The loudest voices against Network 19 are the parents of children who use school buses to travel from north to south Canberra. These services have slightly decreased from 246 school bus services to 221 services, and there are now reportable metrics in place. Some services carry a handful of students a day. Clearly a bus carrying a hundred people is better used on a local bus or rapid service decreasing peak hour bus frequency. While there is no separate school bus fleet in Canberra, this balance of resources will continue to be played out.
Many schools now have regular bus stops next to them, or nearby. The majority of students travelling to school by bus do so on a regular bus, and it is better for their independence and to stop bullying that they do so into the future. Many former students and bus drivers have advised that a student is less likely to be bullied on a regular bus, when an adult passenger will speak up, than on a school bus with no adult present except the driver occupied navigating our roads.
Passenger wayfinding between rapid and local bus services outside the interchanges also needs some work. Savvy passengers may know they can step off a rapid bus, walk 100 metres and step on a local bus, other passengers may not know this. People won’t mind transferring if the frequency of services leads to shorter waiting times for the next bus or light rail. Better signage at local bus stops, or software notifications could help here.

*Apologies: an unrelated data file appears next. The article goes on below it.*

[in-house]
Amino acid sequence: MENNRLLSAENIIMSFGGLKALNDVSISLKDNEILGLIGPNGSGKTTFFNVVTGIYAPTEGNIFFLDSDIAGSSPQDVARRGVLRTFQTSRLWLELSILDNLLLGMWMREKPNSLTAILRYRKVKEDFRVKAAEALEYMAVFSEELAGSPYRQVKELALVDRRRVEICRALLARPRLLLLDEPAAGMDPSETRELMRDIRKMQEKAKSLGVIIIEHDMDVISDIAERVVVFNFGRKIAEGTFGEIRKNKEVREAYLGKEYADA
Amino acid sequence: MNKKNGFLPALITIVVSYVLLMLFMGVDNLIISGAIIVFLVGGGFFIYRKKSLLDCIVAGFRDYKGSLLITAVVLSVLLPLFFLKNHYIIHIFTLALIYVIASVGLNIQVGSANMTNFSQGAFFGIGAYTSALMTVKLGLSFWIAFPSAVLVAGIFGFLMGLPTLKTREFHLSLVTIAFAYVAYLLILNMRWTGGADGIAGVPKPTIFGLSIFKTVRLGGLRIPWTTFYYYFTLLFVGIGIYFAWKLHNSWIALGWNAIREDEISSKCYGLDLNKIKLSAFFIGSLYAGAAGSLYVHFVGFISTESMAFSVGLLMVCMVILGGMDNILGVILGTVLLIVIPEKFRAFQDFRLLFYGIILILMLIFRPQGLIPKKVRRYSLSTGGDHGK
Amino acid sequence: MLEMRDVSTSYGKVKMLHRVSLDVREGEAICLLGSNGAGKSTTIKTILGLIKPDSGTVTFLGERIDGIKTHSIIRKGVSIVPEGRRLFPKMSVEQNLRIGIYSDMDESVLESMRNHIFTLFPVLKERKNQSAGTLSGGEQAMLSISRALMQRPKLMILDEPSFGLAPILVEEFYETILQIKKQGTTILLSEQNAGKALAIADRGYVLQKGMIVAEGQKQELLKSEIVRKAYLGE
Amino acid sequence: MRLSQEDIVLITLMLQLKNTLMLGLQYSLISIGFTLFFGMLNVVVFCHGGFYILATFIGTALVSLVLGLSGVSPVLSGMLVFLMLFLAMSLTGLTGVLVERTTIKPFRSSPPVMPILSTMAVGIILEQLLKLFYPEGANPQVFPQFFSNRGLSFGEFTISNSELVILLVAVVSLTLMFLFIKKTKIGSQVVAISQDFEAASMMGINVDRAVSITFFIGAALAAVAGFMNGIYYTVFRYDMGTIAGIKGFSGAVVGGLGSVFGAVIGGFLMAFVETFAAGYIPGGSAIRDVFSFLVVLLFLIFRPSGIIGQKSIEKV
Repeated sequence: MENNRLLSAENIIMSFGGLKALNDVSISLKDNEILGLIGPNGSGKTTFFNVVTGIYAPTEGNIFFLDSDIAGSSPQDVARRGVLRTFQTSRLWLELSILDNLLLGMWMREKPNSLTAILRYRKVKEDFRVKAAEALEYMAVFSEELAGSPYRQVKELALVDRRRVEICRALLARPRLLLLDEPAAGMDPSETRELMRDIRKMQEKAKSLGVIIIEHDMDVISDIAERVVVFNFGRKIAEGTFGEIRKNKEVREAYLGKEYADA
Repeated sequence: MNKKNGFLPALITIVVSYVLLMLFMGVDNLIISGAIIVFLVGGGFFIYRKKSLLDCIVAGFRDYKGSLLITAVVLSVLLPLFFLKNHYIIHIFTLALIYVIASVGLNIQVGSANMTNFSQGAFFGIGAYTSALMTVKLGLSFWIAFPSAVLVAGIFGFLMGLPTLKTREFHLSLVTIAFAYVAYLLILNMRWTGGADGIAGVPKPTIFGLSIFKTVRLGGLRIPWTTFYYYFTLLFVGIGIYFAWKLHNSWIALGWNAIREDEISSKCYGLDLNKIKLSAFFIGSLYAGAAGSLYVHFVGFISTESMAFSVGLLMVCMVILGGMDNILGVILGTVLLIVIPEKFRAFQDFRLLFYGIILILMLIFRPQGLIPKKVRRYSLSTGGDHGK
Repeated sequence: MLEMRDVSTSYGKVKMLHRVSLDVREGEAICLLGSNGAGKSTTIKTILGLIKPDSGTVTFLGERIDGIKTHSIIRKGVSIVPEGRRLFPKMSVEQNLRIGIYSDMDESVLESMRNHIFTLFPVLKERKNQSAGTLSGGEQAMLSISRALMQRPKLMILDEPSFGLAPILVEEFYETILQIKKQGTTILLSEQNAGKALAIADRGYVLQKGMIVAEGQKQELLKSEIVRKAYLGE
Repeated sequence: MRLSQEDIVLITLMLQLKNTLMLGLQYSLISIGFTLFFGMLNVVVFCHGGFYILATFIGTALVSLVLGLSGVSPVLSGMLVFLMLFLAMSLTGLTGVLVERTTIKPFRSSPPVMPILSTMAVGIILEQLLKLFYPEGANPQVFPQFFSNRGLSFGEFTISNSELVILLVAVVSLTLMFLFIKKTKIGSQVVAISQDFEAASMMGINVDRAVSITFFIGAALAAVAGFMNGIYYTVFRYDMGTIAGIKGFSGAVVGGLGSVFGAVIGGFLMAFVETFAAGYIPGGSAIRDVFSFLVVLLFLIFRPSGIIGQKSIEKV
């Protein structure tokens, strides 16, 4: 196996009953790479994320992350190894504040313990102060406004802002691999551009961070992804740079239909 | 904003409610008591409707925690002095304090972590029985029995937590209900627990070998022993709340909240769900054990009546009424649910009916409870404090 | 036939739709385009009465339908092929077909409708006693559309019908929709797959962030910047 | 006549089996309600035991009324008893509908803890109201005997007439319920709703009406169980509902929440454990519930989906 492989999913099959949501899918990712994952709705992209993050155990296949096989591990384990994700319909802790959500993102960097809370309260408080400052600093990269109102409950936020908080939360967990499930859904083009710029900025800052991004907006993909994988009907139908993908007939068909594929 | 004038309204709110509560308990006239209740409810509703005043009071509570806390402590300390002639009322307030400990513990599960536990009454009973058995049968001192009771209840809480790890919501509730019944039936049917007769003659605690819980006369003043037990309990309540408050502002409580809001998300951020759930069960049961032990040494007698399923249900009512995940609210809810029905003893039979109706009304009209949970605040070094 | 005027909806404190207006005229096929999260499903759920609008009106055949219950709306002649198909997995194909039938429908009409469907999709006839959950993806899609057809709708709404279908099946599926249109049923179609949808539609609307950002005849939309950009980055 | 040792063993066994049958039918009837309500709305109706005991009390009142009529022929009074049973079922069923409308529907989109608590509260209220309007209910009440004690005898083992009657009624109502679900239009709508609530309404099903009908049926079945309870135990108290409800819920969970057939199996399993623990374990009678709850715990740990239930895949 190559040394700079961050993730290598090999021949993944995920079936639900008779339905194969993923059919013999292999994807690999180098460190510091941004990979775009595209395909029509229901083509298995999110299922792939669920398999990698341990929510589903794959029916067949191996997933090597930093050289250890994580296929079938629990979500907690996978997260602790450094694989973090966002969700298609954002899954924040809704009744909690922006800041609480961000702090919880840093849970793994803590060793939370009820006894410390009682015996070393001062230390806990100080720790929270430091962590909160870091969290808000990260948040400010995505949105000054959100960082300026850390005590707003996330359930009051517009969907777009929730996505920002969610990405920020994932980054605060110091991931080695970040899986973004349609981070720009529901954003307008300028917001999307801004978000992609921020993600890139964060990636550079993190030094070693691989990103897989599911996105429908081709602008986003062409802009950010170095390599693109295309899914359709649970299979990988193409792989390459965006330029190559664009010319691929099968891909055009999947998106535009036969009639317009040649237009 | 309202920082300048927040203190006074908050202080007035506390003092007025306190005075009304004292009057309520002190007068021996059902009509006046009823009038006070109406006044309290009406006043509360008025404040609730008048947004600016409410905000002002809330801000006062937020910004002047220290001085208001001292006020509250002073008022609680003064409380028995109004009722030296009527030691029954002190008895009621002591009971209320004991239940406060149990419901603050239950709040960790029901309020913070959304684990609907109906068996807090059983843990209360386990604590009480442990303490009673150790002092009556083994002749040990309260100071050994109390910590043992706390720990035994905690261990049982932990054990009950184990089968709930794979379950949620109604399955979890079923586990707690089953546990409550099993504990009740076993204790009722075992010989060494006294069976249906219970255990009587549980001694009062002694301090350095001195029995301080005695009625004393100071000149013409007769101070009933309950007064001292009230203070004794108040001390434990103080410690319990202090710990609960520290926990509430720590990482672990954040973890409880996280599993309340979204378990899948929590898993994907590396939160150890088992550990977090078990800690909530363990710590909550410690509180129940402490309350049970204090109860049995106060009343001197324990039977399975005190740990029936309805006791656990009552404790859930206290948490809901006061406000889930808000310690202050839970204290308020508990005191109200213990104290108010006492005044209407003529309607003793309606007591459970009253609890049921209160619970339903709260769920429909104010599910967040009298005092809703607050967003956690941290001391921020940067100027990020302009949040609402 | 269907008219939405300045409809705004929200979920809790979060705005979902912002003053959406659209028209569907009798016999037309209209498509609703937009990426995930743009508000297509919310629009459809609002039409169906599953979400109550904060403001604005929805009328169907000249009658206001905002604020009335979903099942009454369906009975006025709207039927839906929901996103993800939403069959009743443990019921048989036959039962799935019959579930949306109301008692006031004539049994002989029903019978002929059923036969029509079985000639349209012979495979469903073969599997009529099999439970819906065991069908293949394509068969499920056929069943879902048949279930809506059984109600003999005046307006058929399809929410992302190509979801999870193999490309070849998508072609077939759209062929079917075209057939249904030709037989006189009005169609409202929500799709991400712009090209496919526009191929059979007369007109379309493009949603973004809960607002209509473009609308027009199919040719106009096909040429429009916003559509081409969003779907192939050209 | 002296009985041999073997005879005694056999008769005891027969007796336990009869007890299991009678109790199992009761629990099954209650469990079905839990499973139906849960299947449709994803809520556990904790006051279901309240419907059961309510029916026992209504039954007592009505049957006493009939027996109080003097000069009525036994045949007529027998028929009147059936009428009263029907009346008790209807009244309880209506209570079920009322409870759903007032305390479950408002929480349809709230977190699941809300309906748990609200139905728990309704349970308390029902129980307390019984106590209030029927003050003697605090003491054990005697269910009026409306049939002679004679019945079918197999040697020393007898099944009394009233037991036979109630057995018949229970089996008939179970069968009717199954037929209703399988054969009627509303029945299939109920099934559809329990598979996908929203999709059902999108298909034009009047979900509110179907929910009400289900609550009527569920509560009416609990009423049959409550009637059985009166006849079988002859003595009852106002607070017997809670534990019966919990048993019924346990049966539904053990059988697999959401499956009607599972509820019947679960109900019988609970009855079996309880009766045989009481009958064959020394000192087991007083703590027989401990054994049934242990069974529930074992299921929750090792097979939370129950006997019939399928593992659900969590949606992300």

Overall the benefits of more frequent local services connecting to a mass transit spine will make public transport more efficient and better for passengers. Network 19 has been subjected to exhaustive community consultation, with changes made to school bus services, Expressos and some local loops modified. In large transport networks, people often transfer to complete their trip. It is a new paradigm this city needs to adopt as it goes from a country town to a city.
Our city has grown and now our transport network has changed to accommodate that growth. In 1992 Gungahlin had 389 residents, today it has 80 thousand – 50 thousand who have arrived in the last five years. Light rail was delivered by the Barr government under budget, before the major duplicated roads in Gungahlin being constructed at the same time. A startling reminder that under the Stanhope administration, public transport and road infrastructure was very far down the funding priority list, while single dwelling housing blocks were allowed to sprawl across Canberra. We have to stop building in car dependency.
Gungahlin residents deserve much credit for getting Canberra to an integrated bus and light rail transport network today. They called for better public transport in the early 1990’s when it was apparent that buses alone would not carry the amount of passengers the popup suburbs were attracting. The Gungahlin Community Council, the Light Rail Coalition, and then ACT Light Rail were community groups energised by the idea of better public transport and planning outcomes that light rail could deliver. Sustained community activism can lead to political outcomes.